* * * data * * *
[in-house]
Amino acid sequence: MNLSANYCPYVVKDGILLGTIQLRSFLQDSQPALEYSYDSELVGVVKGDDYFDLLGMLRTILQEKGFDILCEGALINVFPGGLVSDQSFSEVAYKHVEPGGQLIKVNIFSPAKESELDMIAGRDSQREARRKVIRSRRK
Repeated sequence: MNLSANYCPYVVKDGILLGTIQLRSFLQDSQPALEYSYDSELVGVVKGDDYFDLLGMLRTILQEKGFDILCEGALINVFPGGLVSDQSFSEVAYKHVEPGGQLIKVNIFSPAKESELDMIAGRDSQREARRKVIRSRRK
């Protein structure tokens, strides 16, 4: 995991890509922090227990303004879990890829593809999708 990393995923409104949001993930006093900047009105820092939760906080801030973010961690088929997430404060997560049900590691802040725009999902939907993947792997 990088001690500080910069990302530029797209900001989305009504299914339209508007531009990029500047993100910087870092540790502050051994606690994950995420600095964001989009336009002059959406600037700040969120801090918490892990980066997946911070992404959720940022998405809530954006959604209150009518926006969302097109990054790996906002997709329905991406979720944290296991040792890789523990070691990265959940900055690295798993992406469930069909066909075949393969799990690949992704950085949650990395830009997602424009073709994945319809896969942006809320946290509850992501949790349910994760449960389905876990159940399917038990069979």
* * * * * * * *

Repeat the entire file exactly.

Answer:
[in-house]
Amino acid sequence: MNLSANYCPYVVKDGILLGTIQLRSFLQDSQPALEYSYDSELVGVVKGDDYFDLLGMLRTILQEKGFDILCEGALINVFPGGLVSDQSFSEVAYKHVEPGGQLIKVNIFSPAKESELDMIAGRDSQREARRKVIRSRRK
Repeated sequence: MNLSANYCPYVVKDGILLGTIQLRSFLQDSQPALEYSYDSELVGVVKGDDYFDLLGMLRTILQEKGFDILCEGALINVFPGGLVSDQSFSEVAYKHVEPGGQLIKVNIFSPAKESELDMIAGRDSQREARRKVIRSRRK
């Protein structure tokens, strides 16, 4: 995991890509922090227990303004879990890829593809999708 990393995923409104949001993930006093900047009105820092939760906080801030973010961690088929997430404060997560049900590691802040725009999902939907993947792997 990088001690500080910069990302530029797209900001989305009504299914339209508007531009990029500047993100910087870092540790502050051994606690994950995420600095964001989009336009002059959406600037700040969120801090918490892990980066997946911070992404959720940022998405809530954006959604209150009518926006969302097109990054790996906002997709329905991406979720944290296991040792890789523990070691990265959940900055690295798993992406469930069909066909075949393969799990690949992704950085949650990395830009997602424009073709994945319809896969942006809320946290509850992501949790349910994760449960389905876990159940399917038990069979």